BY OLIVIA SANDBOTHE | DECEMBER 18, 2013
There’s no correlation between low taxes and job creation.
That’s the finding in a new report from the Center for Effective Government that refutes corporate CEOs, bankers and tea party members of Congress who engage in some serious magical thinking when it comes to taxes and job creation.
We’ve heard these voodoo economics before: cut taxes and jobs will appear. Right now,corporate tax rates are at their lowest point in 40 years even as profits soar. Meanwhile, our economy is still struggling. It’s about time we questioned why these policies have yet to result in the job growth that their proponents predicted.
In the new study, The Center for Effective Government, a nonprofit group that studies the economic impact of public policy, analyzed the Fortune 500 companies that posted profits between 2008 and 2012. Then it compared the job numbers of the companies that paid the highest tax rates to those of the companies that paid the fewest taxes.
Of the 30 companies that paid more than a third of their profits in taxes, all but eight added jobs between 2008 and 2010. As a group, these companies reported a net gain of more than 200,000 US jobs.
Compare that to the 30 corporations that paid the lowest rates. Many of these firms are paying no federal income taxes at all. Even as this group raked in $159 billion in profits, only half of them added any jobs. In total, they cut more jobs than they added, for a net result of 51,000 jobs lost.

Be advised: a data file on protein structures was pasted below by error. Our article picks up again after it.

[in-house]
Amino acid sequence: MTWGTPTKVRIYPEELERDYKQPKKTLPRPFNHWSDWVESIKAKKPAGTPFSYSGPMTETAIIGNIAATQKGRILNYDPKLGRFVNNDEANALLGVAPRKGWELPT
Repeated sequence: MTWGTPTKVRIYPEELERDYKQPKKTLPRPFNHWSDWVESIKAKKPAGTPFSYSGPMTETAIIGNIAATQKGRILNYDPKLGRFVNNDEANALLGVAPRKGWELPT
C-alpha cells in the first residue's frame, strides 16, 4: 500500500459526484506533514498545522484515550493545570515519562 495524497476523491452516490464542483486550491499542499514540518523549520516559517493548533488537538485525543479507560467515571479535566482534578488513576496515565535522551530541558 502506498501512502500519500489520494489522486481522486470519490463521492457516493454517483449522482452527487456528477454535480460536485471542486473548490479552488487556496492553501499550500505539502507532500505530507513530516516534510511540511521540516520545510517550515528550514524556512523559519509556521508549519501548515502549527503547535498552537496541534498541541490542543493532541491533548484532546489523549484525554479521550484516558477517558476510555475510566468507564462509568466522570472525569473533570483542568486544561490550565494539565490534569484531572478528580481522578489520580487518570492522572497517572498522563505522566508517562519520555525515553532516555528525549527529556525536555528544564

These numbers tell a story that many of us already knew. Corporations don’t seek out lower tax rates because they’re eager to start hiring. They do it to boost profits, and they don’t intend to share those profits with the rest of us.
What it all means is that billions of dollars that could be spent on education and infrastructure that benefits everyone are instead being hoarded by corporate CEOs. The Center for Effective Government estimates that we could raise $220 billion simply by closing tax loopholes that allow corporations to hide money overseas. Raising the federal corporate tax rate by only a few percentage points would be even more effective.
Public opinion is starting to turn against trickle-down economics. Even Pope Francis has come out against the idea. It’s time to use that momentum to push for a tax system that benefits everyone instead of one that chases after imaginary job growth at the expense of our public programs.